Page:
LAKE CHARLES, La. (KPLC) - Temperatures barely below 80 degrees for a short period of time prior to sunrise made for a very sultry night across Southwest Louisiana and with very high humidity in place today will mean temperatures feeling about 10 degrees hotter than the thermometer with highs near 90 this afternoon. Take heat precautions if working outside today and also be prepared to come indoors when thunder roars as storms return.
High resolution computer models continue to insist on the development of scattered thunderstorms this morning across the area, developing around a slow-moving area of low pressure parked over the southeastern US. Our location in relation to this low will mean a prevailing WSW to westerly wind which will be the direction storms move in from that from later today.
Flooding won’t be as likely as these storms are more widely scattered in coverage and shouldn’t stall for lengthy periods of time, but briefly heavy rain can be expected. With grounds already saturated, any rain will runoff quickly, therefore, be prepared for some brief street flooding in any storms that develop. This chance today at 30% will run from the late-morning hours through the afternoon but taper off a bit as the sun sets, with a quieter night expected.
As this low-pressure area continues to move northeast of our area on Saturday, winds will be prevailing out of west to west-northwest on Saturday. This will pull in some slightly drier air but not enough to bring any significant reduction in humidity levels, so still expect afternoon heat indices around 100 tomorrow and only very isolated showers and thunderstorms developing by afternoon.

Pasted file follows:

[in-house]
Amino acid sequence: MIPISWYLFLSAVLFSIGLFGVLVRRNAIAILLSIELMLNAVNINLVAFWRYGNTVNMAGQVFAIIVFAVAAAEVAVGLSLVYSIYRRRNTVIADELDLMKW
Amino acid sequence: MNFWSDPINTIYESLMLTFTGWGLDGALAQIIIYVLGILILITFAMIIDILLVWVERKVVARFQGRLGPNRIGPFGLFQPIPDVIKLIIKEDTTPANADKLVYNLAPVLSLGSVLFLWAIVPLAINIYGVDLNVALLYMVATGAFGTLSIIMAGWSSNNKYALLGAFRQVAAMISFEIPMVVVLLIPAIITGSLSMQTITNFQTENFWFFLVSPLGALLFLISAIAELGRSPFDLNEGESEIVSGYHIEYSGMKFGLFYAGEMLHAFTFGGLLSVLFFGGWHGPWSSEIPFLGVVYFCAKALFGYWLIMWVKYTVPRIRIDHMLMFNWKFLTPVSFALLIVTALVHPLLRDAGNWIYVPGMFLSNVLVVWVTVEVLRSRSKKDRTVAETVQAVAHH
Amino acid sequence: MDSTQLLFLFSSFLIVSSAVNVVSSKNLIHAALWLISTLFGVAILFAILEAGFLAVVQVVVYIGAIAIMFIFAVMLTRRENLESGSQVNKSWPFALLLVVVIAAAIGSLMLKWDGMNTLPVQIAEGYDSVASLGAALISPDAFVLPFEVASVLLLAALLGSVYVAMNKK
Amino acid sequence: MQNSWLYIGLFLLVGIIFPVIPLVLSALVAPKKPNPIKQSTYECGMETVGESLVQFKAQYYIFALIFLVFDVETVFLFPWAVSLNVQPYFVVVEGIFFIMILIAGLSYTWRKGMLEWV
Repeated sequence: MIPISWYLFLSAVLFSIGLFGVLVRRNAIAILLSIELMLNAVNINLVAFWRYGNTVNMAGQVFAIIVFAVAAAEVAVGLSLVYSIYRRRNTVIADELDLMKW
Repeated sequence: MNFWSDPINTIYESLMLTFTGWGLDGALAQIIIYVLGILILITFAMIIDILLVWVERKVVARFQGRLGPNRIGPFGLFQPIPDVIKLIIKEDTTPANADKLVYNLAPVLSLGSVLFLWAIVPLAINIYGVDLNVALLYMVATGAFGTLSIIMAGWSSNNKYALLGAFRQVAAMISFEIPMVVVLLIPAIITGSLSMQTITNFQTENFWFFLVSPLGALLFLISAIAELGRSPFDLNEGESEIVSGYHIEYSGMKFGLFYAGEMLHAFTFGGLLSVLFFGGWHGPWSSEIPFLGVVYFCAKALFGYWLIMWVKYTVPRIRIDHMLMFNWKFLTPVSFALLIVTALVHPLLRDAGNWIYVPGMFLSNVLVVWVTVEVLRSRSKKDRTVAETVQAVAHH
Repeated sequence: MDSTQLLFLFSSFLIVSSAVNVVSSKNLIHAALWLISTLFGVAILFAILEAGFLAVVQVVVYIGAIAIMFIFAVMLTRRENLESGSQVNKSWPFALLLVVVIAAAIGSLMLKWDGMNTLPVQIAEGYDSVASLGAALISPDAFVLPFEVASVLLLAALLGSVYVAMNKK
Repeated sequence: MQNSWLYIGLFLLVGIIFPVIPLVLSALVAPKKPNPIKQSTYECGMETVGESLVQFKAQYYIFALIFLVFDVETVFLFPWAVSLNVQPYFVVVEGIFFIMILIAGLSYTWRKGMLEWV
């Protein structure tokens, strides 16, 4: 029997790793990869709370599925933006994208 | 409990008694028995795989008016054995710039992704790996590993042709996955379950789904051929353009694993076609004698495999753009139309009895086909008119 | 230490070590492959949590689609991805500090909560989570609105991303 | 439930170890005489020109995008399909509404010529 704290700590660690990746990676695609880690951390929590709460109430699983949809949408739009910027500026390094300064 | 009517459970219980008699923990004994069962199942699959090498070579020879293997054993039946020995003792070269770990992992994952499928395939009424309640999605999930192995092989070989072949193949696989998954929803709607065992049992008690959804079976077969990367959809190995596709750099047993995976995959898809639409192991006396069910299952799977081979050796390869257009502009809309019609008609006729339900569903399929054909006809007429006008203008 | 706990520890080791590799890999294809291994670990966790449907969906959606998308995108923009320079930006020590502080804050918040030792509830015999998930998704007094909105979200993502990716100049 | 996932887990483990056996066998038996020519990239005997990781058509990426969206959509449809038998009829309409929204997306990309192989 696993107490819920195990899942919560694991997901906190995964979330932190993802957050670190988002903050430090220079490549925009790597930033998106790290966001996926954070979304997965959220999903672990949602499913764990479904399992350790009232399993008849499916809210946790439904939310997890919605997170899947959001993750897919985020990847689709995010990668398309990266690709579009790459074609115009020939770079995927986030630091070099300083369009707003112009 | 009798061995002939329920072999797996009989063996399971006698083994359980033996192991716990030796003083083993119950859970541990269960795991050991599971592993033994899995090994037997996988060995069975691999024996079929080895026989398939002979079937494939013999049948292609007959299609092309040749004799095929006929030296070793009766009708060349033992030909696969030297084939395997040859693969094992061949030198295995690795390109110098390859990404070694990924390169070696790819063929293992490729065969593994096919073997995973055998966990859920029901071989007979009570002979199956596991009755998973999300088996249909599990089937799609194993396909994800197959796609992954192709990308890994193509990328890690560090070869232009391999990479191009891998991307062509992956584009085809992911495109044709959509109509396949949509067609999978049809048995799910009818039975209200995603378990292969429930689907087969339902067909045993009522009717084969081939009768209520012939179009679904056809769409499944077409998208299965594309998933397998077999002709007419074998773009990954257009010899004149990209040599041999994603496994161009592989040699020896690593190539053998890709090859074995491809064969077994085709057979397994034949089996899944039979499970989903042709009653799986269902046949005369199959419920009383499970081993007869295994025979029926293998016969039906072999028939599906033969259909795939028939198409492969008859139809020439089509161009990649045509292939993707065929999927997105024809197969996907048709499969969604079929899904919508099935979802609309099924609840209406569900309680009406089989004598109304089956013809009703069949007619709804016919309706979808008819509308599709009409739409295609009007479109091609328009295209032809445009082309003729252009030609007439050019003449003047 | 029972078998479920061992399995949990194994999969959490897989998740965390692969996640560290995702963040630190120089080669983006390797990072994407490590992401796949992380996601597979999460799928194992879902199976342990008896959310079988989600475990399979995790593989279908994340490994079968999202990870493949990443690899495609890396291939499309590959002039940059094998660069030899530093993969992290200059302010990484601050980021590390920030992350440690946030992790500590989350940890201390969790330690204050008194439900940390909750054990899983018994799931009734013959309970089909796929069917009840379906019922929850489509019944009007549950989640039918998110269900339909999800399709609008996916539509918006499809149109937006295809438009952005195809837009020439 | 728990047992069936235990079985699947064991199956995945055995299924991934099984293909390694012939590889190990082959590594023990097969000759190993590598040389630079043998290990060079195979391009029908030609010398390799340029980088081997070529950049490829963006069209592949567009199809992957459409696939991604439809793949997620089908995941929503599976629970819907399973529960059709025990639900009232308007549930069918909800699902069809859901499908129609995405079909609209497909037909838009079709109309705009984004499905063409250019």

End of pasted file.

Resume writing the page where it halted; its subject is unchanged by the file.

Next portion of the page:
Sunday will likely be even drier but hotter as sunshine heats up afternoon temperatures into the middle 90s with feels like temperatures around 103. A slight chance of thunderstorms returns Monday as a weak front gets pulled through the state thanks to the departing low and much of next week will feature sunshine and “slightly” less humidity with lows at night around 70 and highs in the afternoon around 90.
With Toledo Bend Reservoir levels hovering around 172’, 5 gates at 1 foot each remain open at the spillway, this has all but ceased anything more than some minor river flooding downstream at Deweyville, with the focus higher river levels along parts of the lower Calcasieu basin from heavier rain earlier in the week. Levels along the Calcasieu at the West Fork remain high, near moderate flood stage at Dunn Ferry Road, and in minor flood stage at the Saltwater Barrier and White Oak Park, although these levels should slowly begin to recede over the weekend.
The tropics look quiet over the next 3 to 5 days with no tropical formation expected in the Gulf, Caribbean or Atlantic basins.
First Alert Meteorologist Ben Terry
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